National Roundup

Virginia

Board to review lewd video case of Navy captain

NORFOLK, Va. (AP) -- The former skipper of a nuclear-powered aircraft carrier who lost his command for producing raunchy videos aboard the USS Enterprise has started making his case for why he should remain in the Navy.

Counsel for Capt. Owen Honors Jr. submitted a thick binder of supportive comments to a board of inquiry on Tuesday.

The board will review those comments and an investigative report into his conduct over the next two weeks. In total, they will review about 1,500 pages of documents and more than 60 videos. The board will recommend whether Honors should be separated from the Navy for conduct unbecoming of an officer, among other things.

Honors was relieved of command in January after Navy leaders learned about the videos. Honors said the videos were intended to boost morale.

Indiana

State tries to show Ohio killer's brain works fine

CLEVELAND (AP) -- Prosecutors in Cleveland are trying to show that a serial killer has good mental function and should be executed for murdering 11 women whose remains were dumped around his house.

A neuropsychologist and a forensic psychiatrist testified Tuesday about the mental fitness of 51-year-old Anthony Sowell (SOH'-wehl). They testified for the prosecution to counter defense testimony that Sowell is psychotic.

Neuropsychologist Diana Goldstein says Sowell's brain function is normal, except for murdering people. Psychiatrist James Knoll testified that his review of health records found no evidence that anti-psychotic medications were prescribed for Sowell.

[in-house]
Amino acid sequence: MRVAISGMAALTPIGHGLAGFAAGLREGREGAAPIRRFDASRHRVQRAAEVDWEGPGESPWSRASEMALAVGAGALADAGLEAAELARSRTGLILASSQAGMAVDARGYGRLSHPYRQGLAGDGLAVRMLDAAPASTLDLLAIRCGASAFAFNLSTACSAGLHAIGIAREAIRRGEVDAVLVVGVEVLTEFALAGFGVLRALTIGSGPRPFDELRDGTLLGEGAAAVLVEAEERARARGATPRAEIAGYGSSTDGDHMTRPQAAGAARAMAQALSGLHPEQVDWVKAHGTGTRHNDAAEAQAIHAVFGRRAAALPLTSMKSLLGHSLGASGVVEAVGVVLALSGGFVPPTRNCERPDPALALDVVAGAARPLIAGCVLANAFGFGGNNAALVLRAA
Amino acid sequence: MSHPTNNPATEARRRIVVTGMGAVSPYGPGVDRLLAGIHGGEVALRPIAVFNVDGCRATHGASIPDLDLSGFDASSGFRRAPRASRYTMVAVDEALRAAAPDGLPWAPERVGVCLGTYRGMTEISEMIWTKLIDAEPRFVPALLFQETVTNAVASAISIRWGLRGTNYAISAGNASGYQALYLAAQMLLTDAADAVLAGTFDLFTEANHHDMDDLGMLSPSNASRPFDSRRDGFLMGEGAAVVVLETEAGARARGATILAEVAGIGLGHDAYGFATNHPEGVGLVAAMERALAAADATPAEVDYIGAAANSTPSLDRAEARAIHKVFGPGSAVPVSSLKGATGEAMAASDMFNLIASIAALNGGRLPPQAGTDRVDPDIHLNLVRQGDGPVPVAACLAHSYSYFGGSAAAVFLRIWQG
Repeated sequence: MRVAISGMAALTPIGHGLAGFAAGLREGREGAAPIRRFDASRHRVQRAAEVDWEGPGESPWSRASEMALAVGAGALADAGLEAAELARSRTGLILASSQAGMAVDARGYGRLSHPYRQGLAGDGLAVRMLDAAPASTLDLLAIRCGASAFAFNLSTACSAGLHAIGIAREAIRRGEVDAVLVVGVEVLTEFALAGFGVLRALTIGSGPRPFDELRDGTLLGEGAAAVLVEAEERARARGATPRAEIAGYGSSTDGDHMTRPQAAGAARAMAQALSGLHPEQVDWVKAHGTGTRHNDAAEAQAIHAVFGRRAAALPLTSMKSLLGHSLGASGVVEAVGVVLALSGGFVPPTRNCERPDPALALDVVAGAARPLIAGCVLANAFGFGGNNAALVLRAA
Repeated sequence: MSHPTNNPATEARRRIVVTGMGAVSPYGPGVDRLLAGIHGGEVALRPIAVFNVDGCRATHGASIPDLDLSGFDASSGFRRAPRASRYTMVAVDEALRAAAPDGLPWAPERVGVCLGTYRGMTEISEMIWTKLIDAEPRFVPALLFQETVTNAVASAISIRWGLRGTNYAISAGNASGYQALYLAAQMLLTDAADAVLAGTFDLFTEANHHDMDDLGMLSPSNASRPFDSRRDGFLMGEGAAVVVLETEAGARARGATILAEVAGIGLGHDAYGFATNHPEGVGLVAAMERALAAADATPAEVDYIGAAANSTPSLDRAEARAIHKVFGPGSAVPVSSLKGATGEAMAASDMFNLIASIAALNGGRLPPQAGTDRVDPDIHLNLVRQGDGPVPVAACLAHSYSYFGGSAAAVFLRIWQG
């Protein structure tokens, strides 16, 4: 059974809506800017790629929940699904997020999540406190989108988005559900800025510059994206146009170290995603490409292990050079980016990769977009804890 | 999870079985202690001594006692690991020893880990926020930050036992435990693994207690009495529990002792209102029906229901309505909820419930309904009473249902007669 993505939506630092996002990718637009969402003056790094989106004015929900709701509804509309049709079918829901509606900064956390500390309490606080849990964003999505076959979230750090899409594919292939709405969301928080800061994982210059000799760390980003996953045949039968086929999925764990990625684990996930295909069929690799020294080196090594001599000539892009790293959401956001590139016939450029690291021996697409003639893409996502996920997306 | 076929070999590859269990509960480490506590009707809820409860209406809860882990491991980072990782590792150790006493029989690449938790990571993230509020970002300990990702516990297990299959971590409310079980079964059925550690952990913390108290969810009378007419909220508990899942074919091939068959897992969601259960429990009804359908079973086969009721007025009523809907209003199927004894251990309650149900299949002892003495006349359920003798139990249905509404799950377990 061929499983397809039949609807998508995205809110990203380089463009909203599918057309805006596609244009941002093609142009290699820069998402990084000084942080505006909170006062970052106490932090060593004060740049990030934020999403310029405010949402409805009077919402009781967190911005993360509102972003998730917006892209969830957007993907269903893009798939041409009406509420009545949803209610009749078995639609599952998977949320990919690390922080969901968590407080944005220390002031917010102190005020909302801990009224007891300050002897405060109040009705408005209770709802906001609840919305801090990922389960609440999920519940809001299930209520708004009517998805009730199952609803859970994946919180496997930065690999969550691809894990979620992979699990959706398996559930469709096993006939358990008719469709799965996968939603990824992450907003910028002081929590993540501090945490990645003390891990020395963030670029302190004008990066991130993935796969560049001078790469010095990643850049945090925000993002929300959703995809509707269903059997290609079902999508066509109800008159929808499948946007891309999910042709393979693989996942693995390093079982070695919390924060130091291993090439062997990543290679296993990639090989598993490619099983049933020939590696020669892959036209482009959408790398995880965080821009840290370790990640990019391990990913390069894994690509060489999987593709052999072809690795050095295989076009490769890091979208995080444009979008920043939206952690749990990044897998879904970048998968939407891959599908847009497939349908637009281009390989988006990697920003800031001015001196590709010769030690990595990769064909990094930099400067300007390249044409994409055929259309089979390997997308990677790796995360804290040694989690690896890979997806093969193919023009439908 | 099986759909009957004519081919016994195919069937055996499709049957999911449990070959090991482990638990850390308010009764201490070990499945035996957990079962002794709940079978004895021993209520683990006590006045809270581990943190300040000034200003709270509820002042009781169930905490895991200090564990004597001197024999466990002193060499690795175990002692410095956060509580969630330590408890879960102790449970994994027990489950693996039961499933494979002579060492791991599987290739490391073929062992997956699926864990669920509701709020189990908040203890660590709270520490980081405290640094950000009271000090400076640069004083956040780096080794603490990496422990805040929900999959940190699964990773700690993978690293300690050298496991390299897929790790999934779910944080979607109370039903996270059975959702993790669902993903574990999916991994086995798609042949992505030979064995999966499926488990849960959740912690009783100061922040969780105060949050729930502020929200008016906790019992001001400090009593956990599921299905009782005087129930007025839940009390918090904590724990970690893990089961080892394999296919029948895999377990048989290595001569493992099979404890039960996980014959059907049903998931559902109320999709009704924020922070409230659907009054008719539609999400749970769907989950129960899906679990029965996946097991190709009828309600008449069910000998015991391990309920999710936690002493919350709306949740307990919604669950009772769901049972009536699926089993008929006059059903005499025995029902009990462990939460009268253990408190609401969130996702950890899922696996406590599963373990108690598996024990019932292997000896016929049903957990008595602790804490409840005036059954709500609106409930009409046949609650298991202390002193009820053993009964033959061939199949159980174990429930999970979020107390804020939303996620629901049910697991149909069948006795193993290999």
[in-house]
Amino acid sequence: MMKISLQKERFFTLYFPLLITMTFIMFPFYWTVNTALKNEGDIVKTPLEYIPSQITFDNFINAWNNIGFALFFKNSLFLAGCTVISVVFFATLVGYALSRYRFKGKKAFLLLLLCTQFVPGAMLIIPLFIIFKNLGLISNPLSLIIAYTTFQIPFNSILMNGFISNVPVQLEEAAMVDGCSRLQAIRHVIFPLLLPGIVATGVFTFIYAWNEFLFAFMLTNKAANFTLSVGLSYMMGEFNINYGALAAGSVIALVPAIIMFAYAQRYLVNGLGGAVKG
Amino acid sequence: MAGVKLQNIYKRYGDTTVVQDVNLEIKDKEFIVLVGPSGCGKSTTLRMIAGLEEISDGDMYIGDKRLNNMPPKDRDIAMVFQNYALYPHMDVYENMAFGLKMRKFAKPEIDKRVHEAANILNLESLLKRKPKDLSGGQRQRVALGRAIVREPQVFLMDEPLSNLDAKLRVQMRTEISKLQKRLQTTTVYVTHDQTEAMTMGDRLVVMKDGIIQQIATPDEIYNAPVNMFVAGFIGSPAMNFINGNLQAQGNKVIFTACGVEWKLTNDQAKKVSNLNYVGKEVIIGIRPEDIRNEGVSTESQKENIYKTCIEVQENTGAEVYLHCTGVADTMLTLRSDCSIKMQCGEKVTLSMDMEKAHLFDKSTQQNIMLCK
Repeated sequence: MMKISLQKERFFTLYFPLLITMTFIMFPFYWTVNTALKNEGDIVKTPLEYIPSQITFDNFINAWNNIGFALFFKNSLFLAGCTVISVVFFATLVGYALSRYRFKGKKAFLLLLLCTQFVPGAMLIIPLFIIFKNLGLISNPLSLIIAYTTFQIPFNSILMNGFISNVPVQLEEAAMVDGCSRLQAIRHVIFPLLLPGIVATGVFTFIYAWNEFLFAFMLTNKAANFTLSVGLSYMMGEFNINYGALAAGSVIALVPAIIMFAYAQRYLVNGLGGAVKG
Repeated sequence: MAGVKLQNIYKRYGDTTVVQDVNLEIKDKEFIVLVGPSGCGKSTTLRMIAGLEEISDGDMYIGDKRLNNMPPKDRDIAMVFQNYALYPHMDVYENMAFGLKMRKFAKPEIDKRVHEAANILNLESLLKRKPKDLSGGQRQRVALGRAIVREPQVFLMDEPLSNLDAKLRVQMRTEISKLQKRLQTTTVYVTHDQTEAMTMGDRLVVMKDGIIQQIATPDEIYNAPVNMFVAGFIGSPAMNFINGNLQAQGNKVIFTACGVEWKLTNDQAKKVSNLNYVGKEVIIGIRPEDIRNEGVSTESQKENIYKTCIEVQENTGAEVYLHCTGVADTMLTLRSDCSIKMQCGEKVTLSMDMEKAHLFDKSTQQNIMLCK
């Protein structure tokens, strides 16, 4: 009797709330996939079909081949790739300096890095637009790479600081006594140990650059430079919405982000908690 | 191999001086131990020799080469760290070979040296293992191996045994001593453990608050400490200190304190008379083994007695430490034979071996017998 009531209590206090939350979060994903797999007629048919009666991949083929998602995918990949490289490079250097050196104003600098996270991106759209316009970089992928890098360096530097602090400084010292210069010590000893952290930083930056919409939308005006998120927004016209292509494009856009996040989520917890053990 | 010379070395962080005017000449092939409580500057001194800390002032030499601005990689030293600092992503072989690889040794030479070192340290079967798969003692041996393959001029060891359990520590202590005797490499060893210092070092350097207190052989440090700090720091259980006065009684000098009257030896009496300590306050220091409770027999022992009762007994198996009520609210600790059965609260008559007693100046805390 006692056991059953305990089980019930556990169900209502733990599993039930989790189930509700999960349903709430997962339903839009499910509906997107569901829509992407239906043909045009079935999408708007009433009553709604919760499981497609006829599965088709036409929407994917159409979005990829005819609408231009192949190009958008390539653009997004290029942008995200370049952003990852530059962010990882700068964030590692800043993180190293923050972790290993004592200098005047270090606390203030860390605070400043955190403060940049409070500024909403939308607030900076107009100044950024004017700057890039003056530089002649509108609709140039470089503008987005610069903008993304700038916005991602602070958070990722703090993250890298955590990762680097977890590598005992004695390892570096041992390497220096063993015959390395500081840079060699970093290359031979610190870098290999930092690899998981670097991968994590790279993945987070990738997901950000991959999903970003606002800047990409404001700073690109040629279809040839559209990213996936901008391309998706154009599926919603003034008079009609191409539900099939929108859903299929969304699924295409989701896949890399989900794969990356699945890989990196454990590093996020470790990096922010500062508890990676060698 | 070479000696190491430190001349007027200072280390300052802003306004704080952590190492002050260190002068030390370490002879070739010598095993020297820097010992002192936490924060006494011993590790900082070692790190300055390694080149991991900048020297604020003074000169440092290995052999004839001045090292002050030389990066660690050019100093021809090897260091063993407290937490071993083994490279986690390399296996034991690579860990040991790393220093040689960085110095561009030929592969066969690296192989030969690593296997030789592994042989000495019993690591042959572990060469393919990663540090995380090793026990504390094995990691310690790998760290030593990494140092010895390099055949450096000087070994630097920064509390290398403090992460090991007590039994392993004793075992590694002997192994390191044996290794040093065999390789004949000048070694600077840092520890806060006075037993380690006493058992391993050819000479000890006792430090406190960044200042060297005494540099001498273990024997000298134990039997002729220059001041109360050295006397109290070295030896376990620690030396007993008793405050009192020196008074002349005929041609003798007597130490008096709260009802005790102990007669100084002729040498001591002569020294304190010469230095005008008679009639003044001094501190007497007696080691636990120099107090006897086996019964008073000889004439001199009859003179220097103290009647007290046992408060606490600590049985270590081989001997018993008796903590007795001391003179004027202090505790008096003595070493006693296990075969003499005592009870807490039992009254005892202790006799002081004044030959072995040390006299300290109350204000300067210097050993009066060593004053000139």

The jury that convicted Sowell must decide whether to recommend the death penalty or life in prison.

After state rebuttal witnesses, attorneys for both sides will make their final arguments to the jury and deliberations will start.

California

DA: No evidence Fullerton cops intended to kill

SANTA ANA, Calif. (AP) -- The California prosecutor whose office is investigating the death of a homeless, schizophrenic man after a violent fight with police in the college town of Fullerton says he hasn't seen evidence suggesting the officers intended to kill.

Orange County District Attorney Tony Rackauckas said Monday his office was trying to determine whether the six Fullerton officers used excessive force when they confronted 37-year-old Kelly Thomas on July 5.

The officers were investigating reports of a break-in at a transit hub and tried to search Thomas' backpack when they got into a fight with him. Thomas suffered severe head and neck injuries and was taken off life support five days later.

Rackauckas said his office is trying to expedite the criminal investigation by adding extra investigators and he has not ruled out any charges.

Speaking in general, he said prosecutors can file murder charges if they find that officers acted with such malice that it approached an intent to kill. He said prosecutors could also file involuntary manslaughter charges if they find that the officers used excessive force.

The coroner's office has not determined a cause of death because it is waiting for results of toxicology tests.